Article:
Back from one such jaunt organised by spark or the Society for Propagation and Activation of Rock Klimbing at Kemmanagundi (near Chikmagalur) and Savanadurga, 15-year-old Kushal and his younger brother Dheeraj gush: "What wonderful breaks after our exams! They told us a lot about birds, animals and insects we never get to see in Bangalore. We've learnt to manage rock climbing and rafting on our own at Savanadurga and made friends with many children." Adds mother Sujatha: "It's nice to see the kids come back and give us lectures on nature and the need to be environment-conscious. These kids have turned into avid animal lovers."

Which is a refreshing change from the glued-to-the-television kids most parents fear their children will turn into during vacations. Waiting patiently for her little one outside a workshop for two- to six-year-olds that's called 'Miles to Go', Swapna Liddle admits the sessions do little other than keep the child occupied. "Otherwise, kids just refuse to move away from the TV." Inside, toddlers do aerobics, dance, sing and "learn to be creative". Three days a week, for one summer month, at Rs 1,000.

Price tags don't matter if the kids can keep busy. Even if it's to cull recipes over four days at Mumbai's Cook n' Dine summer classes for Rs 900: "Changeable to a daily option at Rs 300 if a kid doesn't want to sit through the four days." Or, sending the children to another part of the city to Brain Storm, a summer camp being run by one Vidhya Patvardhan, for "Kids between five to 25". There's choice galore here: cartoon drawing, sculpture, folk dancing, casio playing, even a quick-fix bout of journalism and theatre! Or, like 200 kids in Chennai went parasailing this summer, others learnt snorkelling and scuba diving. Says S.R. Roy of Adventure Zone, who organised these summer programmes: "Parents are truly worried that their children might become couch potatoes. The alternative activity needs to be attractive enough for the kids to come out of their drawing rooms and throw away the remote and the video game player."

"The idea is to look for something which keeps my children gainfully occupied without letting them feel they didn't have a vacation," avers Chandigarh-based Bipasha Thukral, a working mother. She sends both her boys to Cyber Kids, an innovative learning centre where children use computers to access information for their educational projects. "At Rs 100 per hour per child it's affordable." Bipasha is already on the lookout for swimming, cricket and other outdoor activities for her sons during the break.

Busy Delhi-based corporate lawyer couple Mukta and Rajan Thakur have likewise enrolled daughter Naina, 10, into three summer programmes. Classes in theatre, glass painting and creative writing have cost them Rs 6,500 already, not accounting for the petrol, chauffeur and the maid. Defending what others might perceive as overindulgence, mother Mukta says: "It was eerie how many times Naina kept saying she was bored. Had it not been for these activities, the vacations would've bored her out of her skull, and ours!"

Dr Aushim Gupta, lecturer in Delhi University's psychology department, says 'boredom' is a word that enters the vocabulary of today's children even if they don't understand what the term means. They pick it up from the adults, hearing them utter it as often as they do: "And without thrashing matters out with their kids, frazzled parents run to anyone who promises to keep their child occupied."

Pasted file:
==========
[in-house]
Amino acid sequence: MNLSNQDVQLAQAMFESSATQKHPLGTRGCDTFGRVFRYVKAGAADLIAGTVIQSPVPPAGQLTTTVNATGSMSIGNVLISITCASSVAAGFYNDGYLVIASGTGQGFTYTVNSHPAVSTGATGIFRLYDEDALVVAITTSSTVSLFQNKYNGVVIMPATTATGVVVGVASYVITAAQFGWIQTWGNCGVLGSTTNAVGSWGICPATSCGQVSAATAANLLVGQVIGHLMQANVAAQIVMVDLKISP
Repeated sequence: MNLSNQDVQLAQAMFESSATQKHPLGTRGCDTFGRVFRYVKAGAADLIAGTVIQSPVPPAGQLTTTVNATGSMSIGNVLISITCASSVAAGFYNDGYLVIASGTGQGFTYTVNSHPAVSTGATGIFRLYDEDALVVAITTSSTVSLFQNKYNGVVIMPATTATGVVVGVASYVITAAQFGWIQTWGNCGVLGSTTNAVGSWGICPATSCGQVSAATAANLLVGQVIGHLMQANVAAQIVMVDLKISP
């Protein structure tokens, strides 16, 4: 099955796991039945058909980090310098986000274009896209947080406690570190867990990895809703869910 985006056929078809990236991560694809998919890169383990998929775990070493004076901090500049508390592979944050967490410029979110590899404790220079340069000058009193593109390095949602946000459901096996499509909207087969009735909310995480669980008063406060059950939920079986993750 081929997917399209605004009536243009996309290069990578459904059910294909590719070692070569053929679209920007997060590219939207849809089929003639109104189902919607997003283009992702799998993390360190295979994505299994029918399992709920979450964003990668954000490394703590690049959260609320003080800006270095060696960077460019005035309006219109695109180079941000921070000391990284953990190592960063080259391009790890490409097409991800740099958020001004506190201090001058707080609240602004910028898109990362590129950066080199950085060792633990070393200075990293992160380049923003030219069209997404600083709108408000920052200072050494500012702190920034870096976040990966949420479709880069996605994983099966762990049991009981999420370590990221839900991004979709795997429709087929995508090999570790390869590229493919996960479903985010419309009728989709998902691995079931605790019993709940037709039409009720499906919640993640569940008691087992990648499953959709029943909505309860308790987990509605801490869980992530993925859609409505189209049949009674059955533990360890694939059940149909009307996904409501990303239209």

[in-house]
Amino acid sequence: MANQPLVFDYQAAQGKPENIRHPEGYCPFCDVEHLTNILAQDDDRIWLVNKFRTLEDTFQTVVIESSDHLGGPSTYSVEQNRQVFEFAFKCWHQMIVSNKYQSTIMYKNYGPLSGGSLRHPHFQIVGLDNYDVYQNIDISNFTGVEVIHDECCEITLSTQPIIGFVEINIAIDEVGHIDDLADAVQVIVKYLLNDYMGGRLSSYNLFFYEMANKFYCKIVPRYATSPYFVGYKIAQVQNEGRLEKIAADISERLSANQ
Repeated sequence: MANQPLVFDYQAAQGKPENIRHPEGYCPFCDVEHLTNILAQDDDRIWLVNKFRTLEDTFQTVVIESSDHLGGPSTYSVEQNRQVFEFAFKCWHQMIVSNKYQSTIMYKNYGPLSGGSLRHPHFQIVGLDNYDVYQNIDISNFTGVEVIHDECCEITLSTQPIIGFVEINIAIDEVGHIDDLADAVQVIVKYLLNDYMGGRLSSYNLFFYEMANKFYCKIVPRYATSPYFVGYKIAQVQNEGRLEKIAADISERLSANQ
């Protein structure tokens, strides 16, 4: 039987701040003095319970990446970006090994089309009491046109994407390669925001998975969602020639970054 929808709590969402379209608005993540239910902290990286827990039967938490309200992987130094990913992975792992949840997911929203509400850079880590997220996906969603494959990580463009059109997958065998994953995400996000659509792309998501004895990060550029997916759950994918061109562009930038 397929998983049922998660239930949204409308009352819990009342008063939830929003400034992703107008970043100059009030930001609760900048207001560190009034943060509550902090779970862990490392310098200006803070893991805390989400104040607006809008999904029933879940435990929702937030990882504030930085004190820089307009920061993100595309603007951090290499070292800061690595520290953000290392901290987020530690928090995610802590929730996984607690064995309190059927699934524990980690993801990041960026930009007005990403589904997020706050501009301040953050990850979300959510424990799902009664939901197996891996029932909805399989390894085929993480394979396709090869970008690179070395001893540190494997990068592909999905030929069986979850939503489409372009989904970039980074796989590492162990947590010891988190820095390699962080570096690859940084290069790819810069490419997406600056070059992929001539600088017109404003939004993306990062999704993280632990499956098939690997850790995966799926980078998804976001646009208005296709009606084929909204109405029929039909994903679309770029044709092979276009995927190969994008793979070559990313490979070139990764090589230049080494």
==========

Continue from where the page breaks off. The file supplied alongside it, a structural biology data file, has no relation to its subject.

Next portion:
Obviously then, summer study shops proliferate, selling just about anything. Mumbai-based Aroona Reejh Sinhani, who has "written about 150 books", runs a camp which teaches 5-12-year-olds "cooking, table manners, etiquette and beauty". The rationale behind the tutorials, according to her, being: "Beauty is very important for children. With Indians becoming Miss World and Miss Universe, the kids want to look beautiful. So we teach them how to look good. We also give tips on how to improve speech and articulation." Held in various restaurants in the city suburbs, Sinhani's summer classes are spread over three to four days. Each batch has about 25 kids. The fee is steep at Rs 1,000 per day per kid.

Delhi's Radisson hotel advertised the launch of its 'summer school' this year for children between the ages four and 12. "Don't forget to bring your art kit," said the advert and, anticipating a rush of applications for the course, warned not more than 30 children would be registered. This at Rs 590 per day.

Running a pottery summer workshop for the third year, Sujata Sadr has reason to believe that these short stints at skill-learning do "allow many children to learn things they'd love to but can't manage through the academically stuffed year". Many of her students from last summer are back again with her this time. Others have come in either to hone their natural skills at the craft or practice what they already learn in school. But Sadr does qualify: "Some parents though are going overboard with these summer workshops. Sending toddlers in to while away time at sky-high costs. Perhaps to do away with the guilt of not being able to spend time with their children, and in some cases, even to preen about how well and how exclusively they are managing their children's summer breaks."

But beyond all the gimmicks and guilt that might be boosting the summer study shop businesses, there surely lies a parental desire that wants the best for one's children. "The problem arises when this need for the 'best' becomes a competitive and overriding factor in how one schedules the children's time," says Dr Gupta. "Not caring that a summer break should be a break, not a time to cramp in alternate learning." Making workshops designed for summer pleasure become sources of summer pressure!